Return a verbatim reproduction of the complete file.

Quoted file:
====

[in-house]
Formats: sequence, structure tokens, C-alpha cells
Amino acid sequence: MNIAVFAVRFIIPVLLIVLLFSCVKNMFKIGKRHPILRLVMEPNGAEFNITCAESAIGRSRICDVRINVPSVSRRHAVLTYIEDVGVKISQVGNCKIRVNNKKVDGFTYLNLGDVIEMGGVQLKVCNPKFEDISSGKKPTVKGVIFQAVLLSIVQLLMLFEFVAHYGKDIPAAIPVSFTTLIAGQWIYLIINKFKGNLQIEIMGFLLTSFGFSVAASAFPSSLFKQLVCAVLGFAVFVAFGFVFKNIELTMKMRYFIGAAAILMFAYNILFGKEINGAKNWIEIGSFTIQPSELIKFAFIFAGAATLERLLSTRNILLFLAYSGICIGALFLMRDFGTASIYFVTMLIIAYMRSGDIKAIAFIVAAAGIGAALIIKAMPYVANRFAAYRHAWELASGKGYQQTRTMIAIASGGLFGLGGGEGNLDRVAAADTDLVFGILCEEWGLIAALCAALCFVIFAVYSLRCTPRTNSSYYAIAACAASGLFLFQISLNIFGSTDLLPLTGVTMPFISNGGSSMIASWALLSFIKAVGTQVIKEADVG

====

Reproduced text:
[in-house]
Formats: sequence, structure tokens, C-alpha cells
Amino acid sequence: MNIAVFAVRFIIPVLLIVLLFSCVKNMFKIGKRHPILRLVMEPNGAEFNITCAESAIGRSRICDVRINVPSVSRRHAVLTYIEDVGVKISQVGNCKIRVNNKKVDGFTYLNLGDVIEMGGVQLKVCNPKFEDISSGKKPTVKGVIFQAVLLSIVQLLMLFEFVAHYGKDIPAAIPVSFTTLIAGQWIYLIINKFKGNLQIEIMGFLLTSFGFSVAASAFPSSLFKQLVCAVLGFAVFVAFGFVFKNIELTMKMRYFIGAAAILMFAYNILFGKEINGAKNWIEIGSFTIQPSELIKFAFIFAGAATLERLLSTRNILLFLAYSGICIGALFLMRDFGTASIYFVTMLIIAYMRSGDIKAIAFIVAAAGIGAALIIKAMPYVANRFAAYRHAWELASGKGYQQTRTMIAIASGGLFGLGGGEGNLDRVAAADTDLVFGILCEEWGLIAALCAALCFVIFAVYSLRCTPRTNSSYYAIAACAASGLFLFQISLNIFGSTDLLPLTGVTMPFISNGGSSMIASWALLSFIKAVGTQVIKEADVG